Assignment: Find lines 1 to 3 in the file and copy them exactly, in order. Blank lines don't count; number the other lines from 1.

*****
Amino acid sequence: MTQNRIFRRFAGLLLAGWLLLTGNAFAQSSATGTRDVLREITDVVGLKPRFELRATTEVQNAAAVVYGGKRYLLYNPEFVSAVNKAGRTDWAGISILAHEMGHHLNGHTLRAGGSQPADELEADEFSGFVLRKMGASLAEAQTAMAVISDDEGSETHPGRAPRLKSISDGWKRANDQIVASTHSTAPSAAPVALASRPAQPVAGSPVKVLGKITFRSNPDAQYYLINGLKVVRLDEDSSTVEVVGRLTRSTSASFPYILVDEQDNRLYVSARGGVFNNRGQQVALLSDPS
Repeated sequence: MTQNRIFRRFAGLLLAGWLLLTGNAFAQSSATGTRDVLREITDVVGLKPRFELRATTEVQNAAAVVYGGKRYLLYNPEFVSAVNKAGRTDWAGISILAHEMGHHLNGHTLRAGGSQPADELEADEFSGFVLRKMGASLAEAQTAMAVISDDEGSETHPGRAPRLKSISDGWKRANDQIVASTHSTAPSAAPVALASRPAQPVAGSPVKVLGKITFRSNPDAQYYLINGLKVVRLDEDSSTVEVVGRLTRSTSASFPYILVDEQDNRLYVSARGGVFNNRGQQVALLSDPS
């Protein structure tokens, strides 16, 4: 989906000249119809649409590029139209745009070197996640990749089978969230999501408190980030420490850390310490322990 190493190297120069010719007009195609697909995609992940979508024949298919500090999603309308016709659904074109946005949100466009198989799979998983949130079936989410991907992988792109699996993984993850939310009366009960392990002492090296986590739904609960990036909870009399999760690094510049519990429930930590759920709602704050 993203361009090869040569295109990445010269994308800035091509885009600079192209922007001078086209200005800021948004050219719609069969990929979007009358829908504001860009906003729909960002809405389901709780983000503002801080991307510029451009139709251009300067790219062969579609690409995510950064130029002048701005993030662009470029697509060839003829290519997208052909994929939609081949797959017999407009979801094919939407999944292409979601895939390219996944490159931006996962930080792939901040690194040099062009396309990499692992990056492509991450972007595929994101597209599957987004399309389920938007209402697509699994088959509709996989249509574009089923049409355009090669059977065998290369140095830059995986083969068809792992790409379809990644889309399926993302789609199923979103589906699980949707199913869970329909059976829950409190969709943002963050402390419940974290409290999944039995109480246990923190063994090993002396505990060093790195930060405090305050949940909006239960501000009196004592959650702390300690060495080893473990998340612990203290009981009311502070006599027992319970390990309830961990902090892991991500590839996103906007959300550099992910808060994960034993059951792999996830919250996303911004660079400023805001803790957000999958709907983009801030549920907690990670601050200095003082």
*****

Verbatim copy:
Amino acid sequence: MTQNRIFRRFAGLLLAGWLLLTGNAFAQSSATGTRDVLREITDVVGLKPRFELRATTEVQNAAAVVYGGKRYLLYNPEFVSAVNKAGRTDWAGISILAHEMGHHLNGHTLRAGGSQPADELEADEFSGFVLRKMGASLAEAQTAMAVISDDEGSETHPGRAPRLKSISDGWKRANDQIVASTHSTAPSAAPVALASRPAQPVAGSPVKVLGKITFRSNPDAQYYLINGLKVVRLDEDSSTVEVVGRLTRSTSASFPYILVDEQDNRLYVSARGGVFNNRGQQVALLSDPS
Repeated sequence: MTQNRIFRRFAGLLLAGWLLLTGNAFAQSSATGTRDVLREITDVVGLKPRFELRATTEVQNAAAVVYGGKRYLLYNPEFVSAVNKAGRTDWAGISILAHEMGHHLNGHTLRAGGSQPADELEADEFSGFVLRKMGASLAEAQTAMAVISDDEGSETHPGRAPRLKSISDGWKRANDQIVASTHSTAPSAAPVALASRPAQPVAGSPVKVLGKITFRSNPDAQYYLINGLKVVRLDEDSSTVEVVGRLTRSTSASFPYILVDEQDNRLYVSARGGVFNNRGQQVALLSDPS
């Protein structure tokens, strides 16, 4: 989906000249119809649409590029139209745009070197996640990749089978969230999501408190980030420490850390310490322990 190493190297120069010719007009195609697909995609992940979508024949298919500090999603309308016709659904074109946005949100466009198989799979998983949130079936989410991907992988792109699996993984993850939310009366009960392990002492090296986590739904609960990036909870009399999760690094510049519990429930930590759920709602704050 993203361009090869040569295109990445010269994308800035091509885009600079192209922007001078086209200005800021948004050219719609069969990929979007009358829908504001860009906003729909960002809405389901709780983000503002801080991307510029451009139709251009300067790219062969579609690409995510950064130029002048701005993030662009470029697509060839003829290519997208052909994929939609081949797959017999407009979801094919939407999944292409979601895939390219996944490159931006996962930080792939901040690194040099062009396309990499692992990056492509991450972007595929994101597209599957987004399309389920938007209402697509699994088959509709996989249509574009089923049409355009090669059977065998290369140095830059995986083969068809792992790409379809990644889309399926993302789609199923979103589906699980949707199913869970329909059976829950409190969709943002963050402390419940974290409290999944039995109480246990923190063994090993002396505990060093790195930060405090305050949940909006239960501000009196004592959650702390300690060495080893473990998340612990203290009981009311502070006599027992319970390990309830961990902090892991991500590839996103906007959300550099992910808060994960034993059951792999996830919250996303911004660079400023805001803790957000999958709907983009801030549920907690990670601050200095003082």